What is the right thing to do?

Practice Resourceful Optimism.

Set higher standards for performance.

The Great Unknowns are still with us. We need to answer them today just as every explorer and expedition leader in history has had to do.  We ask the questions, not once, but repeatedly as a way to focus on how we adapt to the changes that are happening to us and our organizations.

Fear is a product of not knowing where we are and what to do. We feel paralyzed and isolated in our fear.  When as leaders we don’t know where to turn, then we must change how we approach the unknown. One Lewis & Clark story to illustrates what is possible if we follow these disciplines.cover-image-Marias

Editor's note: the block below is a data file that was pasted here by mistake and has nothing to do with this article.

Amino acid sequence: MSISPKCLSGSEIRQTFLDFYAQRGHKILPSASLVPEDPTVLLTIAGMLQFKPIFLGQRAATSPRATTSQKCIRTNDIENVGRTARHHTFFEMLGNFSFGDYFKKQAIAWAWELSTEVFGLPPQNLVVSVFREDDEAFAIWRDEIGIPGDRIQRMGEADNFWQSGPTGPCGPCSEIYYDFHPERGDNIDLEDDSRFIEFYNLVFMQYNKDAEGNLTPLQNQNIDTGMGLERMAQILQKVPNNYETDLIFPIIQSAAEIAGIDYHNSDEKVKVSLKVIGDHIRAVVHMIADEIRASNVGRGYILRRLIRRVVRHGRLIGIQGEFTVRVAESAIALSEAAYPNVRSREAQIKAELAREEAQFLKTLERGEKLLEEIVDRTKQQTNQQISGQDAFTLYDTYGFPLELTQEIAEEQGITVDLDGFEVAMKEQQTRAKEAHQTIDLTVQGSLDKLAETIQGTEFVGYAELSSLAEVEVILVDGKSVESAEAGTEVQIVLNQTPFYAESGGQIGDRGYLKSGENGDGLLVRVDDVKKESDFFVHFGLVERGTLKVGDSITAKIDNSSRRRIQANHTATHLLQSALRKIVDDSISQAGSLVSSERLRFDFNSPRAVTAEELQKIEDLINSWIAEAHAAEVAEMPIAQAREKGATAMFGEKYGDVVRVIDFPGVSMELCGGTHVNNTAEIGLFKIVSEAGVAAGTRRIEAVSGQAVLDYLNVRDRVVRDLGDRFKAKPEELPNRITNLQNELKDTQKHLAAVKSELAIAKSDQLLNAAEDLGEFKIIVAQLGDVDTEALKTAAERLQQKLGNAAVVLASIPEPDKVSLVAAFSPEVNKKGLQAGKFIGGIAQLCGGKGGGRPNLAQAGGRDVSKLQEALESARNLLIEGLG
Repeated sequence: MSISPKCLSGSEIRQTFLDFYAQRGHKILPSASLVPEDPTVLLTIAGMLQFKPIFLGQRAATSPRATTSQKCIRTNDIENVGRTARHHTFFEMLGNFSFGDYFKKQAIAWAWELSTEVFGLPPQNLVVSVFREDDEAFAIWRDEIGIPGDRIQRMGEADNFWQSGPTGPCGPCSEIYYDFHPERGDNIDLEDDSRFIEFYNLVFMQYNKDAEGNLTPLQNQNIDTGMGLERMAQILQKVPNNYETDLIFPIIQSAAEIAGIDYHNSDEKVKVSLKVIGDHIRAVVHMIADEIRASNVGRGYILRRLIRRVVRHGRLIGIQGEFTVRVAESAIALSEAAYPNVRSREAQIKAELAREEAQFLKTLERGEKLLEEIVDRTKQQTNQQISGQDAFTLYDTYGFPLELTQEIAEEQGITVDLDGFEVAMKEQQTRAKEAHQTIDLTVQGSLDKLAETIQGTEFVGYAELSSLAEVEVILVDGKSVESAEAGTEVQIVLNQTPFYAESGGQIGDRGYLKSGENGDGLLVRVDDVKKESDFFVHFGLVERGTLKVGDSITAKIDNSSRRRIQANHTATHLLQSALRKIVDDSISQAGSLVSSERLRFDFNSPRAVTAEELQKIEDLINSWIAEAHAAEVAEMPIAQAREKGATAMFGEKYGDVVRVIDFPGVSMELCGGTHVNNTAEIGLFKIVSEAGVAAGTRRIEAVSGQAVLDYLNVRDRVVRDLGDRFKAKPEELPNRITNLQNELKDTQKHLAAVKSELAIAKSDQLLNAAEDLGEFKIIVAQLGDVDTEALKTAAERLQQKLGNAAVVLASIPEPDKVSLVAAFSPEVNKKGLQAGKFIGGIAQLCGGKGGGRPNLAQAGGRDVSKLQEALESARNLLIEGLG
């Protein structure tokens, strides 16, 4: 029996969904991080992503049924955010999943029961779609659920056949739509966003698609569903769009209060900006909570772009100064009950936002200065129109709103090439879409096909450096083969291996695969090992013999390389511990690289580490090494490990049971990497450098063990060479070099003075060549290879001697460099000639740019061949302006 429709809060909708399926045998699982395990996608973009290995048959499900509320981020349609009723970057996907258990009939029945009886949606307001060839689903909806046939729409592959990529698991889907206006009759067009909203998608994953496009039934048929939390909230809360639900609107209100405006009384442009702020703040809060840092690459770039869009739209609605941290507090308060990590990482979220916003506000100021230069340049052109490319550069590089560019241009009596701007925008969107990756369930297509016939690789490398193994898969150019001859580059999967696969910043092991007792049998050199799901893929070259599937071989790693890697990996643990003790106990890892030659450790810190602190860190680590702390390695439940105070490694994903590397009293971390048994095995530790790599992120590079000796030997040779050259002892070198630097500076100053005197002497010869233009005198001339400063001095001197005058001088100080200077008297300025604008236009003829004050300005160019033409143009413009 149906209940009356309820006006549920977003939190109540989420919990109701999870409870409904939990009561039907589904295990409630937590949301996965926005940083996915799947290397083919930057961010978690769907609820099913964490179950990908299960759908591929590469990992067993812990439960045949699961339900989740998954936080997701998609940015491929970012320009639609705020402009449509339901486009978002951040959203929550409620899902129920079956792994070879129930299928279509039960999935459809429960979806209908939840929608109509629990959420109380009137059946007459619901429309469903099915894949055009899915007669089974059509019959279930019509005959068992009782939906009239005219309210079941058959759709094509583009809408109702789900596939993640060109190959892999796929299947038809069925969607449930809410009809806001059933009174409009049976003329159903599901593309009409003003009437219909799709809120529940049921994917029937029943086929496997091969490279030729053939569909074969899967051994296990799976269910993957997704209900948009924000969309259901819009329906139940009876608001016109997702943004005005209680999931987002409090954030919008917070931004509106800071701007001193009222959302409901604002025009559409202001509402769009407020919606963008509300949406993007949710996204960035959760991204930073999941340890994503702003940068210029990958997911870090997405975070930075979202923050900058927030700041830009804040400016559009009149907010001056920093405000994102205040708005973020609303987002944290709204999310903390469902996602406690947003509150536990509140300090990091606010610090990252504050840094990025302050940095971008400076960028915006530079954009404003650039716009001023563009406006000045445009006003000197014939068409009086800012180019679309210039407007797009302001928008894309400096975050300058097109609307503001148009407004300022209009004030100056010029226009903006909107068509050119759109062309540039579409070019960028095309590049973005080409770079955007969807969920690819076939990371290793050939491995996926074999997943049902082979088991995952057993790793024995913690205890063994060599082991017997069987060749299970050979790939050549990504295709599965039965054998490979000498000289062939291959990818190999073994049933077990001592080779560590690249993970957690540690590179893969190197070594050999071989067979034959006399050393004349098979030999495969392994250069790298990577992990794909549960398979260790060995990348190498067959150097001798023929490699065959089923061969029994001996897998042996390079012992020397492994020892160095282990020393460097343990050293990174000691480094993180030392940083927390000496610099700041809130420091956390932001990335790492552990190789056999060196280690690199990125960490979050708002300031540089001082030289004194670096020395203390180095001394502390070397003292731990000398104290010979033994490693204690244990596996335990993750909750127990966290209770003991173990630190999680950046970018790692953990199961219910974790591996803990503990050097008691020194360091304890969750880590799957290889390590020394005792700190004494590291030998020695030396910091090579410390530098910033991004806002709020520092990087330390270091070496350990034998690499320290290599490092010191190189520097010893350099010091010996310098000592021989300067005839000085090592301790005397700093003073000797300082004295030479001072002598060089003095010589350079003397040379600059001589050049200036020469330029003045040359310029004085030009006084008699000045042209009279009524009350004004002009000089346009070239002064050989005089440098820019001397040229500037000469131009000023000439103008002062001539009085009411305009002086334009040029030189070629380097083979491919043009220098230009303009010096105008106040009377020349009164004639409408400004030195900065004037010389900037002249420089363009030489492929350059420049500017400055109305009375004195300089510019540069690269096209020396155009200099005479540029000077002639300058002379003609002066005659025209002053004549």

In June of 1805, the expedition had been traveling up the Missouri River since its beginning. Some native tribes people in North Dakota had told them of a fork in the river, and that the Missouri proceeded West. When they arrived at the confluence of two rivers (Pictured here, with the Missouri River to the right and the Marias River to the left.) one went North and the other West. The one that went North looked that the river that they had been traveling up. Lewis & Clark decided not make the decision on their own of which river to take. Instead, they involved the whole expedition. They divided up the Corps of Discovery, and sent a party up each river to return with their findings. The remarkable step they took as an example of 21st century leadership was to have the whole expedition vote for which river they should follow. It is remarkable because here was a US military unit that first acted democratically, instead of hierarchically and secondly, did that which was not possible in the settled parts of the United States. Included in the voting was their native guide, Saccajewa and William Clark’s slave, York.